Warren Buffett’s $5 billion investment in Goldman Sachs Group Inc. was partly a bet on the “integrity” of the Wall Street firm, Berkshire Hathaway Inc. Director Ronald Olson said.
“When Warren and Berkshire stepped up to make this investment, it was a very strong statement of its belief, his belief, in not just the strength of Goldman but its integrity,” Olson said in an interview this week with Bloomberg Television.
Goldman Sachs, the most profitable firm in Wall Street history, has been criticized for benefiting from $10 billion in bailout funds in 2008 and its role in the subprime mortgage- securities market. The bank repaid bailout funds last year and Chief Executive Officer Lloyd Blankfein, 55, said in a letter to shareholders that he was grateful for public assistance.
“I don’t look at Wall Street as ‘evil,’” Buffett said in an interview last year conducted by the CEO of Business Wire, the Berkshire subsidiary that posts corporate press releases. “I look at Wall Street as given to huge excess sometimes,” he said. “I don’t want to get rid of it. We need something to allocate capital and distribute securities and all of that throughout the system.”
Buffett’s investment in Goldman Sachs preferred shares, as financial firms were shut off from their usual sources of funding in 2008, earns 10 percent interest. Omaha, Nebraska- based Berkshire also obtained warrants to buy $5 billion of Goldman Sachs common stock for $115 a share. The bank closed at $177.84 on the New York Stock exchange yesterday, and has gained about 37 percent in the past 12 months through yesterday.
‘Not a Supplicant’
“When the financial system went into cardiac arrest in September 2008, Berkshire was a supplier of liquidity and capital to the system, not a supplicant,” Buffett, 79, wrote in his annual letter to shareholders this year.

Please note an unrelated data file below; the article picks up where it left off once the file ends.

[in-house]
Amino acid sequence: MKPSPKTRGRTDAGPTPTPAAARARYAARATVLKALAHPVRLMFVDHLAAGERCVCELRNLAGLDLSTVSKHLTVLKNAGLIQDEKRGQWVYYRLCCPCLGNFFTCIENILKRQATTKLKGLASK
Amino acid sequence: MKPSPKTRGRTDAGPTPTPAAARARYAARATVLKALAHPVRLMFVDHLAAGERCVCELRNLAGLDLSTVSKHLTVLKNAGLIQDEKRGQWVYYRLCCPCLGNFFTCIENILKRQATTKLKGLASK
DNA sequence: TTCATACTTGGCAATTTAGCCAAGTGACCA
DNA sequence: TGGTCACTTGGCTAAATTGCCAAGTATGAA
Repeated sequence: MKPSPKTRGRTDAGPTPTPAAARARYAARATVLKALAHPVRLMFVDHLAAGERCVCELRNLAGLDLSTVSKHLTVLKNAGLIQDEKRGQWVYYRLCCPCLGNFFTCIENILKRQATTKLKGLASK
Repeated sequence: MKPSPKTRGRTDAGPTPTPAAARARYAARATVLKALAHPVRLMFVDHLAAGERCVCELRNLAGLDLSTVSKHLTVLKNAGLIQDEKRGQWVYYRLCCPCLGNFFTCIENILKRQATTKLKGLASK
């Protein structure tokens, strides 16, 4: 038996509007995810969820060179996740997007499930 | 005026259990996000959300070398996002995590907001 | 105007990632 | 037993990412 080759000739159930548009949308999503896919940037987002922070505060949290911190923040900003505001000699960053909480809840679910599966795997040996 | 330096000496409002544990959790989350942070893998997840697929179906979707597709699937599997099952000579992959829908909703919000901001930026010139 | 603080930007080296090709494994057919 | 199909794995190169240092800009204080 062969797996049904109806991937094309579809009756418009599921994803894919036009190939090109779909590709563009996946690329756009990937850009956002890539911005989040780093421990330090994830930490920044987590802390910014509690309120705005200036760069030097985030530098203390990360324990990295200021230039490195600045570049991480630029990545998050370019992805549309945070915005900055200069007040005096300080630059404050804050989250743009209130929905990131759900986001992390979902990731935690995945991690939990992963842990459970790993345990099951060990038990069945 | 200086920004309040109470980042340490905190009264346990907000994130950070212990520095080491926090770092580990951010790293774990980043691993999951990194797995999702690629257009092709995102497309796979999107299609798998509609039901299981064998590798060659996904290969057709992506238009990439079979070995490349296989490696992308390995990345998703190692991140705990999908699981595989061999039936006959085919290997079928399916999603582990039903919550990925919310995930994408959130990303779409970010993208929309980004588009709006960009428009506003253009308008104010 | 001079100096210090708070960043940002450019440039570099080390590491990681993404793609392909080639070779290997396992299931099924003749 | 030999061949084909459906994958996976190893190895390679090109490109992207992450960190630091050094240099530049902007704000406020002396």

Berkshire rose to first place this month in Harris Interactive’s annual survey of corporate reputations as the financial crisis pushed the nation’s biggest banks toward the bottom of the list. Goldman Sachs came in 56th out of 60.
Blankfein defended Goldman Sachs against criticism this month by telling shareholders in his annual letter that the firm didn’t “bet against” clients during the decline of the U.S. mortgage market. He hired a former New York Times reporter to help burnish the company’s image and navigate new government regulation.
Berkshire’s “board is not carping about this, it’s not flinching as a result of the limelight that is on them,” said Olson, a director since 1997. “Would we prefer to have the investment out of the limelight? Sure.”
Goldman Sachs, under fire in Washington for setting aside billions of dollars for bonuses, said last year it would join Buffett in providing assistance to 10,000 U.S. small businesses. Buffett was named as co-chairman of the $500 million initiative.
Olson, a partner in the Los Angeles office of law firm Munger, Tolles & Olson LLP, also serves with Buffett on the Washington Post Co. board. He specializes in transaction and corporate governance issues, and he advised the board of Yahoo! Inc. on Microsoft Corp.’s takeover proposal, according to his law firm’s Web site. The firm advised Buffett on the Goldman Sachs investment.
The Berkshire board, led by Buffett and Vice Chairman Charles Munger, 86, is prepared to handle succession and will make an “immediate decision” when the need arises, Olson said. There are several qualified candidates to take over for Buffett, who also serves as CEO, he said.